I have put together a few photographs of vineyard, olive grove and sculpture garden so as to give my readers some idea as to where we spend our days. I hope you will enjoy the feel of the place as much as I do.

                                                                      "Love seat"

looking towards the Channel

Back road to the eastern olive block

Giant standing in a burnt out tree.
We have an acre of native bush in the south east corner of Jollymont.

"Cat Chair" Heather Creet
They are portable cermaic parts that slot together on a metal frame.

View of the outdoor eating area in the autumn, on some days it is quite magical.

                                                               Eastern View
The sculpture is of Atlas after he has dropped the world. The piece has six vestal virgins who stand guard.

                                                                   Autumn Shadows

                                                                Memory of Knossos
Based on the throne of Minos at the Knossos Palace in Crete.

                                                               Through the Trees

                                                      Our bushy south east corner

                                                             Winter Almonds
Concrete tower sculpture some three to four metres high, the piece is made in moduas so the hight can be whatever you like.

                                                              Looking north west

Saturday, December 3, 2011

Beethoven's Mighty Fifth.

The TSO spring festival of Beethoven's symphonies continues. The Fifth was superb from the opening note that immediately introduces the unexpected. Sebastian Lang-Lessing's rending was mighty indeed with the TSO surpassing itself in the presentation of this crowd pleas er. The mood slowly builds to present that eternal and dynamic struggle between good and evil. Beethoven has set the bar very high as the listener is taken to total war. Beethoven's influence at times may be heard in Shostakovitch's Leningrad Symphony or Gorecki's No3.
This music moves through so many textures contrasting tones at times it is hard not to be carried away. The Tasmanian Symphony Orchestra needs to be thoroughly congratulated for a superb performance well deserving four or five recalls Sebastian received and the audiences ecstatic reception

Wednesday, November 30, 2011

Creative Drawing.

Peter Kreet. "Seated Nude."
Pen & ink.

There are several approaches to drawing depending on the personality of the drawer. An analytical mind may feel that accuracy should score highly on any scale of competency. At the other end would be people who greatly value the spontaneous, even the gestural act of mark making. Then there is the drawing of children were the inner instinct of what a child feels about what they are representing has central place. This type of drawing greatly appeals to me as it is that free spiret, that spontaneous interpretation of what ever is being drawn, it's life force that is so wonderful.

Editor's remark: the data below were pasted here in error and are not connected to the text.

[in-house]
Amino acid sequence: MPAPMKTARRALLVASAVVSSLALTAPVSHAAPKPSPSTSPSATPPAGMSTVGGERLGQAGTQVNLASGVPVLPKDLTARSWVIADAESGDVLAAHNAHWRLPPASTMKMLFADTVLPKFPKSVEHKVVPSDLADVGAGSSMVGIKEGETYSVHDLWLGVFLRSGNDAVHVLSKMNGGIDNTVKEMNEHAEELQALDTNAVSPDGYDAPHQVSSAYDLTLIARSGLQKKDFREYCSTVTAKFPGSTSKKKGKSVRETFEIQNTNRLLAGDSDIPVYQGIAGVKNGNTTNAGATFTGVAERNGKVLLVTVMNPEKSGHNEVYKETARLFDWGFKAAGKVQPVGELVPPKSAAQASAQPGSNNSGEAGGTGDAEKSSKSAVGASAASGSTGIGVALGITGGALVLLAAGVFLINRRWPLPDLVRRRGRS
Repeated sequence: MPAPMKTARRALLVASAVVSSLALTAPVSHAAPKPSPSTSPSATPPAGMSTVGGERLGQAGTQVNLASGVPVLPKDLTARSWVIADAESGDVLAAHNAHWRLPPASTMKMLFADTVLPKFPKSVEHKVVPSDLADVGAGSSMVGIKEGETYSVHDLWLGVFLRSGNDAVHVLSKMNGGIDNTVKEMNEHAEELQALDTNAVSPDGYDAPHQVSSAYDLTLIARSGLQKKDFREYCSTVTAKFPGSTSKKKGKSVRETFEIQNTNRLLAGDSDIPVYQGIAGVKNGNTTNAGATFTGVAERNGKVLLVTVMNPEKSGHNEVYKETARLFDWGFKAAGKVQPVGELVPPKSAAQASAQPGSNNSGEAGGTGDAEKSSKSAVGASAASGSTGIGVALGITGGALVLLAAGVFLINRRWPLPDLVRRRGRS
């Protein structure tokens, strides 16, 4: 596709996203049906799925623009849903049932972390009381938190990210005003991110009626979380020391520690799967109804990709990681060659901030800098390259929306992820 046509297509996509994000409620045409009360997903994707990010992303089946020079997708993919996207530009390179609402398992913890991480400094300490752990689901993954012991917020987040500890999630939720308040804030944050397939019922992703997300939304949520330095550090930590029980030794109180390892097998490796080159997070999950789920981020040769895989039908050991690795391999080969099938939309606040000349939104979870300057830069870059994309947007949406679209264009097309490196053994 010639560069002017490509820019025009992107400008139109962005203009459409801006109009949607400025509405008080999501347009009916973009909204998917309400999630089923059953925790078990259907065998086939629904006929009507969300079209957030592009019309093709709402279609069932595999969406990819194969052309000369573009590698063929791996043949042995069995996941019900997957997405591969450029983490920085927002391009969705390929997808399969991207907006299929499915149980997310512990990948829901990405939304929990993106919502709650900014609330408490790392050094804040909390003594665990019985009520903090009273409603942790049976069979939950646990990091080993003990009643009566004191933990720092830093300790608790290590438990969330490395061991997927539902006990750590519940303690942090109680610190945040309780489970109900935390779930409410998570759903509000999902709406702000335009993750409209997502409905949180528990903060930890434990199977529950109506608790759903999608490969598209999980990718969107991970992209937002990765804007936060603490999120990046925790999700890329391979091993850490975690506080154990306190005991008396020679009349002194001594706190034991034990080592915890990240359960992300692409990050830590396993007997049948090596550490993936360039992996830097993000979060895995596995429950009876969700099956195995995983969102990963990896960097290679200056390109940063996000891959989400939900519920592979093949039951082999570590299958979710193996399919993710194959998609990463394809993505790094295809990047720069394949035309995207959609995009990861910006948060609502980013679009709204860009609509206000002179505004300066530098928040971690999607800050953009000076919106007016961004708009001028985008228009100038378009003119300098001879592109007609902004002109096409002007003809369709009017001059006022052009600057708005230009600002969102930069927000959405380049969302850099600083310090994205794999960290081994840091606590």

Spontaneity has many faces, children's drawing most certainly is one category, Matisse and his fauve friends form another. They loved the life and vigor of this open approach in both drawing and painting. Drawing is more than simply an exercise in hand and eye co-ordination, it is also a journey of investigative possibilities for different ideas. Its' practice, unlike painting demands a far more intimate approach. A certain degree of intentness is required without the author descending into a ridged interpretation of their subject.

A sketch demands a rapid path to produce a free expressive outcome, otherwise the result will be tentative, unsure of itself. There must be a ridged economy of means, so the visual outcome is to a certain extent symbolic, a blue print if you like. An expressive sketch dosen't need correction to any extent, it is purely a moment , an impression of a situation or moment in time. To me this the most rewarding drawing and naturally the most difficult to obtain. It must capture the moment, attempt to capture and possess the subject.
Many critic will argue that this is a very emotional and not a professional approach, but I feel this is the most intimate way of interpreting the world.

A viewer needs to move up close to a drawing, to create a close relationship in order to fully understand the dialogue. The intent in drawing is simply to make an immediate mark on a surface without inhibitions, to express your relationship with the subject. Creative drawing allows another person to view the world through an others eyes, to see the world through their prism and experience and understand an others temperament towards our world.

Peter Kreet "Japenese Bridge, Hoi An"

Peter Kreet "Waiting for the bus"
Brush & ink.

Tuesday, November 29, 2011

Road to Ithica.

After a week or so in Salonika we decided to cross the central mountain range to the western coast of Greece .Little did we realise at the time the grandeur of the country  we were about to pass through.  Boarding a rather old bus on the outskirts of town we set out to travel across Greece, hopefully in our quest to discover the lost city of Odyssey when we reached Ithaca. Even today great uncertainty still surrounds the exact location of this legendary Trojan Hero's palace.